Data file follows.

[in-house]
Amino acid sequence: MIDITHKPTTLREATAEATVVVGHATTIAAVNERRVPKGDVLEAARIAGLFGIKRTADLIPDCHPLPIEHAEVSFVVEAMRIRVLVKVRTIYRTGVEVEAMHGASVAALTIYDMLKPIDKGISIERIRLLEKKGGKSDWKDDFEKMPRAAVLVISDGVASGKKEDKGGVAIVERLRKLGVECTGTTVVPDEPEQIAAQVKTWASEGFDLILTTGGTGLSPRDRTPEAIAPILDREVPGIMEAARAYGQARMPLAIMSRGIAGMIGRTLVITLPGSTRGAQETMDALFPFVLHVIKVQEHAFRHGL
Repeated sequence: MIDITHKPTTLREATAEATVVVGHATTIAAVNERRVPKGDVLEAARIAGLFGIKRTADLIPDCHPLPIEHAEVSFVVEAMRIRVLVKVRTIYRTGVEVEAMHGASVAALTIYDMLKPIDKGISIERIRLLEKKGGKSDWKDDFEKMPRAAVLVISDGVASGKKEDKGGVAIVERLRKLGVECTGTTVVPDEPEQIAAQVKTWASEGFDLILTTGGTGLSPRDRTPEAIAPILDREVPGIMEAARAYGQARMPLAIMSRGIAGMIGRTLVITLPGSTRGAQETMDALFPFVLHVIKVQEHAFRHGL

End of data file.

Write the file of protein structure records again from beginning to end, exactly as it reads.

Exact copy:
[in-house]
Amino acid sequence: MIDITHKPTTLREATAEATVVVGHATTIAAVNERRVPKGDVLEAARIAGLFGIKRTADLIPDCHPLPIEHAEVSFVVEAMRIRVLVKVRTIYRTGVEVEAMHGASVAALTIYDMLKPIDKGISIERIRLLEKKGGKSDWKDDFEKMPRAAVLVISDGVASGKKEDKGGVAIVERLRKLGVECTGTTVVPDEPEQIAAQVKTWASEGFDLILTTGGTGLSPRDRTPEAIAPILDREVPGIMEAARAYGQARMPLAIMSRGIAGMIGRTLVITLPGSTRGAQETMDALFPFVLHVIKVQEHAFRHGL
Repeated sequence: MIDITHKPTTLREATAEATVVVGHATTIAAVNERRVPKGDVLEAARIAGLFGIKRTADLIPDCHPLPIEHAEVSFVVEAMRIRVLVKVRTIYRTGVEVEAMHGASVAALTIYDMLKPIDKGISIERIRLLEKKGGKSDWKDDFEKMPRAAVLVISDGVASGKKEDKGGVAIVERLRKLGVECTGTTVVPDEPEQIAAQVKTWASEGFDLILTTGGTGLSPRDRTPEAIAPILDREVPGIMEAARAYGQARMPLAIMSRGIAGMIGRTLVITLPGSTRGAQETMDALFPFVLHVIKVQEHAFRHGL